Meet Blue Wolf, the app Israel uses to spy on Palestinians in the occupied West Bank
Cameras have long been an essential tool for Israel to monitor and watch Palestinians.
But these days, technology has advanced, with sophisticated facial recognition technology now used to screen Palestinians at military checkpoints.
But it's not just at checkpoints, according to a report in the Washington Post on Monday, which described a whole new level of surveillance in place across the West Bank called Blue Wolf.
Middle East Eye takes a look at this technology and what makes it different - more dystopian and more terrifying - when compared to what the Israeli military was already known to have in place.
What is Blue Wolf?
According to the Washington Post's report which was based on the accounts of six former Israeli soldiers, Blue Wolf is a smartphone technology that captures images of Palestinians in the occupied West Bank and then matches them with a database run by the Israeli military and intelligence.
Over the past two years, Israeli soldiers photographed Palestinians, including women, the elderly, and children - sometimes against their will - using Blue Wolf, with the number of photos taken reportedly running into the thousands.
To encourage uptake among soldiers, prizes were said to have been offered for the units that gathered the greatest number of photos of Palestinians to add to the database described by a former soldier as the army's "Facebook for Palestinians".
How does it work?
The Blue Wolf is believed to be part of a broader surveillance policy, initiated by the Israeli army in 2016, which deployed facial recognition technology, sensors, and cameras to monitor Palestinians in the occupied East Jerusalem and the West Bank.
What appears to be new is that, instead of taking photos from stationary cameras, Blue Wolf gives Israeli soldiers the ability to capture images from smartphones and then use an app to search a database.
The app then has a colour-coded system that indicates whether the person photographed should be arrested or allowed to pass, the soldiers told the Washington Post.
Where was Blue Wolf used?
Hebron, a city in the southern occupied West Bank, was reported to be the target of a mass, round-the-clock Israeli surveillance operation.
Hebron is divided into two areas, H1 under the complete administrative and security control of the Palestinian Authority (PA), and H2, administratively run by the PA but controlled by the Israeli military, which has the final say on who enters and who exits the area.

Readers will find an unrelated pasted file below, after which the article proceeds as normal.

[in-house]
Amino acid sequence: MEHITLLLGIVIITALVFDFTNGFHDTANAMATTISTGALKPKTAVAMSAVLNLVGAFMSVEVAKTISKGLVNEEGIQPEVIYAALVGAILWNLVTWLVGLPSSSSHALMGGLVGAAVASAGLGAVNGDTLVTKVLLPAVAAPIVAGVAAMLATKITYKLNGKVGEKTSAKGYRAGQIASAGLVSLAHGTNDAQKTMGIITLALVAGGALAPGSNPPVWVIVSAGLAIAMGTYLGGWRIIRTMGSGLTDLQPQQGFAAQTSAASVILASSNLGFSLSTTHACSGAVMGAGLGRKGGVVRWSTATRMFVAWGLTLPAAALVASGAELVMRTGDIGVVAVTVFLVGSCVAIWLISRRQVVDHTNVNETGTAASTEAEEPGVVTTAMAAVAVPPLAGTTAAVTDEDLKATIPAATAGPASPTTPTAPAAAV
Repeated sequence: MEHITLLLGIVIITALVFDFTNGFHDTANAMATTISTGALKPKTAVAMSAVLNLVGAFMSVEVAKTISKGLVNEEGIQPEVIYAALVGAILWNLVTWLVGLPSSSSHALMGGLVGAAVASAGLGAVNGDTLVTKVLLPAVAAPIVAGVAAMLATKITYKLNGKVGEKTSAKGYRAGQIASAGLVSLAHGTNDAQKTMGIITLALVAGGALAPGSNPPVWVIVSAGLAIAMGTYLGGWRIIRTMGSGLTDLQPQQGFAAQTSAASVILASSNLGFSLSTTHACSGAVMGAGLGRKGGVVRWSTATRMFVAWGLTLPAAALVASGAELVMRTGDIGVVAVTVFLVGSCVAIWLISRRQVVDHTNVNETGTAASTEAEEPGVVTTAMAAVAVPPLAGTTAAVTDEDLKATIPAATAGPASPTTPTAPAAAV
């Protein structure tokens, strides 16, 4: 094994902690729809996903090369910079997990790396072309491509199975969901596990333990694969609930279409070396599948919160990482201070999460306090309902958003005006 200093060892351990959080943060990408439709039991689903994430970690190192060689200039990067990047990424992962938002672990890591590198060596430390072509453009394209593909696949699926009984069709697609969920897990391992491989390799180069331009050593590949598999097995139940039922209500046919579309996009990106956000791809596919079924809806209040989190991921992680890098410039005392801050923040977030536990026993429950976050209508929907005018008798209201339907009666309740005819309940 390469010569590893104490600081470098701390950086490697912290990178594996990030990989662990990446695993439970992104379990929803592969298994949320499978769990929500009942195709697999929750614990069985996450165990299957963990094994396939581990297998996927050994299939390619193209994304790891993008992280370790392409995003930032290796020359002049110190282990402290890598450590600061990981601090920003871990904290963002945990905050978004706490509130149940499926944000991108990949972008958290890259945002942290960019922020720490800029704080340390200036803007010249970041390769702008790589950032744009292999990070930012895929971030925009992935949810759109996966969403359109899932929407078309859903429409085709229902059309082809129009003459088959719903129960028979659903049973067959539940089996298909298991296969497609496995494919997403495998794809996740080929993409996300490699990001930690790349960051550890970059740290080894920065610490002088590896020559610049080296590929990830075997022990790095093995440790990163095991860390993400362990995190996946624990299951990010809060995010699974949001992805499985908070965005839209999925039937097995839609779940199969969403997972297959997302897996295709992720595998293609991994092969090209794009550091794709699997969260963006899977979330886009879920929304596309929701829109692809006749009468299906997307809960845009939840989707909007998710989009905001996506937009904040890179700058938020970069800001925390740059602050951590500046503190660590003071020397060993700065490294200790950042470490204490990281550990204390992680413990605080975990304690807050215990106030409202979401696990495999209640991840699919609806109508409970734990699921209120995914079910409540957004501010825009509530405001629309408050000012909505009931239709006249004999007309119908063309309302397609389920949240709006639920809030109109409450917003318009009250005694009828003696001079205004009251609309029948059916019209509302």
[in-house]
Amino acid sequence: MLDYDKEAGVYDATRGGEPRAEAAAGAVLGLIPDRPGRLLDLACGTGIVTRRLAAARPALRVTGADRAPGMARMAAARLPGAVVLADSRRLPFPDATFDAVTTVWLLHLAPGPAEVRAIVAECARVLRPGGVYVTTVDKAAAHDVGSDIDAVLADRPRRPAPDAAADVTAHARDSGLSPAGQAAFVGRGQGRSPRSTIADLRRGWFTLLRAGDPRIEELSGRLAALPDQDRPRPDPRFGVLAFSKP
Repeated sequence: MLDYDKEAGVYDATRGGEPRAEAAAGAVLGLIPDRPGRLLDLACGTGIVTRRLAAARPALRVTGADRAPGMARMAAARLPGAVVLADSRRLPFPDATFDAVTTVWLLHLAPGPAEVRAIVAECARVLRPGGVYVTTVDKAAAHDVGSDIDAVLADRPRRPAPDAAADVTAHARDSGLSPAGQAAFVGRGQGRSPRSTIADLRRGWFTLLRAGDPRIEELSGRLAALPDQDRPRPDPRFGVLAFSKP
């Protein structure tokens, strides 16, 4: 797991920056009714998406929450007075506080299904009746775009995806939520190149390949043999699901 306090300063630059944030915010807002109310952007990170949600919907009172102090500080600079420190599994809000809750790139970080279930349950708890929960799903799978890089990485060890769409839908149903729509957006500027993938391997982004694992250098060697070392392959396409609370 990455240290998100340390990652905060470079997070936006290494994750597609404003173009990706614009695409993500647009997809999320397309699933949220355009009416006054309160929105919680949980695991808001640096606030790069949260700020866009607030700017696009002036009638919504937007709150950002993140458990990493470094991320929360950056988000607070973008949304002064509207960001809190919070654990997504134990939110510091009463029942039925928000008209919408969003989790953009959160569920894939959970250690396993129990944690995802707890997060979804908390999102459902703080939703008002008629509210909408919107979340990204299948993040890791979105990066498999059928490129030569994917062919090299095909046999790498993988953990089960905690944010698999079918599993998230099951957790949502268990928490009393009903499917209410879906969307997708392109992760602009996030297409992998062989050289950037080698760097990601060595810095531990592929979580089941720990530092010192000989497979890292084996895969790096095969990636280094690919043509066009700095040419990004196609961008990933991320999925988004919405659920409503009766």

Some 40,000 Palestinians live in H2, adjacent to 800 Israeli settlers, monitored by 18 permanently staffed Israeli military checkpoints.
According to the Washington Post, along with soldiers collecting photos using Blue Wolf, surveillance cameras have been mounted every 300 feet in this area with some installed on the roofs of private houses, leaving residents feeling they are - and perhaps actually are - being watched relentlessly.
A former Israeli soldier who was involved in what is called the "Hebron Smart City" project told the Washington Post that the system in Hebron is "a total violation of privacy of an entire people".
What about White Wolf?
In addition to Blue Wolf, there is also White Wolf, a system reportedly set up in 2016 and used by Jewish settlers in the West Bank.
This technology allows a user to scan a Palestinian's identification card and check it against a database accessed by the Israeli army, Israeli intelligence, and settlement security departments.
This might be done, for example, before a Palestinian is allowed to enter a settlement to do construction work.
Israel has said that White Wolf is used to thwart any Palestinian violent attacks against settlers or army forces.
Where else are Palestinian surveilled?
The city of Hebron is not the only Palestinian area heavily watched by the Israeli forces and police. The old city of Jerusalem is another.
Though there are no confirmed reports that the Blue Wolf was used in Jerusalem, the ancient streets and alleys of Holy City are crowded with Israeli cameras.
According to the Who Profits? report published in 2018, Israel had installed almost 400 cameras in Jerusalem, which are connected to the internet and can turn 360 degrees.
At that time, there was an Israeli camera for every 100 people in Jerusalem, which has a population of 36,000 living in a one-kilometre square.
The surveillance system in Jerusalem was introduced at the start of the Second Intifada, part of a plan called Mabat 2000 - mabat meaning "gaze" in Hebrew - and also an acronym for technological and surveillance centre.
Mabat 2000 was put into action by the Israeli police, intelligence, and private companies, the report said.
It has a direct line of communication to 800 police officers and it could see 95 percent of the city as of 2018.
This article is available in French on Middle East Eye French edition.